— Kyler Murray at CHI (62%)

— Tom Brady at ATL (61%)

— Jalen Hurts at NYJ (61%)

— Dak Prescott at NO (59%)

— Josh Allen vs. NE (57%)

— Justin Herbert at CIN (55%)

— Derek Carr vs. WSH (54%)

— Kirk Cousins at DET (51%)

Via the simulations, 11 quarterbacks rate out more likely than not to return a QB1 week, which means that, in a 12-team league (which is what this article is geared toward), we shouldn’t really need to be streaming very often. Unless league-mates are hoarding quarterbacks on their rosters.

Consider if needed: This tier has odds between 35% and 49% to post a top-12 week.

— Joe Burrow vs. LAC (48%)

— Carson Wentz at HOU (43%)

— Taysom Hill vs. DAL (43%)

— Russell Wilson vs. SF (42%)

— Tua Tagovailoa vs. NYG (39%)

— Taylor Heinicke at LV (38%)

— Tyrod Taylor vs. IND (35%)

But if you need to stream, you’re in a pretty good situation. Joe Burrow profiles for a pretty high floor even against a Los Angeles Chargers defense that ranks 12th in adjusted pass defense and second in pressure rate. Burrow has been solid against high-pressure teams. In three games against teams inside the top 10 in pressure rate, Burrow has averaged 18.0 fantasy points via 281.7 passing yards and 2.0 touchdowns per game.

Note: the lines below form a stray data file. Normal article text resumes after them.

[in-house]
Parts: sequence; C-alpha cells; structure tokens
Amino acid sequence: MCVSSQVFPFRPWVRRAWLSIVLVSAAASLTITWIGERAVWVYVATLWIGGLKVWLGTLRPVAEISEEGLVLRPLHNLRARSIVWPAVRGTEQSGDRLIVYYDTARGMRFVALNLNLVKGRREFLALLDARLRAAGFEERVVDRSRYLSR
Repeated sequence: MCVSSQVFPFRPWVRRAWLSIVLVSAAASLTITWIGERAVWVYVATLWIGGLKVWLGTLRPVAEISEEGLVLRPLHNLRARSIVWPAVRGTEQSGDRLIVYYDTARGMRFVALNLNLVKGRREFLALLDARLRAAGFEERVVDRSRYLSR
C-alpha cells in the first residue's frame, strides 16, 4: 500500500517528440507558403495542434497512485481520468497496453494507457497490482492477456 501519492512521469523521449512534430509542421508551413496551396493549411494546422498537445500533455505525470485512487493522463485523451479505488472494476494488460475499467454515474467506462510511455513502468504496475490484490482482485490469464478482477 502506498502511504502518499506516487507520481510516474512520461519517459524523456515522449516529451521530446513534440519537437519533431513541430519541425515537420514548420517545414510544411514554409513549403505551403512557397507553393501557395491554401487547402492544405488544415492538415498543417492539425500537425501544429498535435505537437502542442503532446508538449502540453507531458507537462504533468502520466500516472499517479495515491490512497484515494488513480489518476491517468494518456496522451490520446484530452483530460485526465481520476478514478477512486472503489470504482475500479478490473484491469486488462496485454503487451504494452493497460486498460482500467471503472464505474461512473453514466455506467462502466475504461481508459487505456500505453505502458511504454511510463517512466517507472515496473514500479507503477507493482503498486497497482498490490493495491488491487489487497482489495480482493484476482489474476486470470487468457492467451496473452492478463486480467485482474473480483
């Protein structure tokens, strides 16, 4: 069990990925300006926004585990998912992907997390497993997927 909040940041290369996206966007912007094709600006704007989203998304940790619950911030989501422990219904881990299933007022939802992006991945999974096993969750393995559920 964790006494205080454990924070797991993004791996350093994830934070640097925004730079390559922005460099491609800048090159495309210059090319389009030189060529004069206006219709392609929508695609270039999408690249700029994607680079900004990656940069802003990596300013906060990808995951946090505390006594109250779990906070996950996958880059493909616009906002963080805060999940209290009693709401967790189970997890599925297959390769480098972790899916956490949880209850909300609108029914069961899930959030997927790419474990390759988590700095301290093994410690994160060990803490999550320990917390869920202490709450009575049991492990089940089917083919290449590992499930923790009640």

Taysom Hill may get the starting nod for the New Orleans Saints. Last season as a starter, Hill averaged 208.5 passing yards, 1.0 touchdowns, 0.5 interceptions, 9.8 carries, 52.3 rushing yards, and 1.0 rushing touchdowns. Start him if you need him.

Tua Tagovailoa is one of only six quarterbacks to post a Passing Net Expected Points (NEP) per drop back rate of at least 0.20 — which is double the NFL average — in at least 70% of his qualified games this season. He’s been good and consistent. The New York Giants are 10th in adjusted pass defense this season but are 30th in pressure rate.

Bench if possible: These quarterbacks are under 35% likely (18th or worse) to net a top-12 result and likely aren’t in the one-quarterback-league conversation.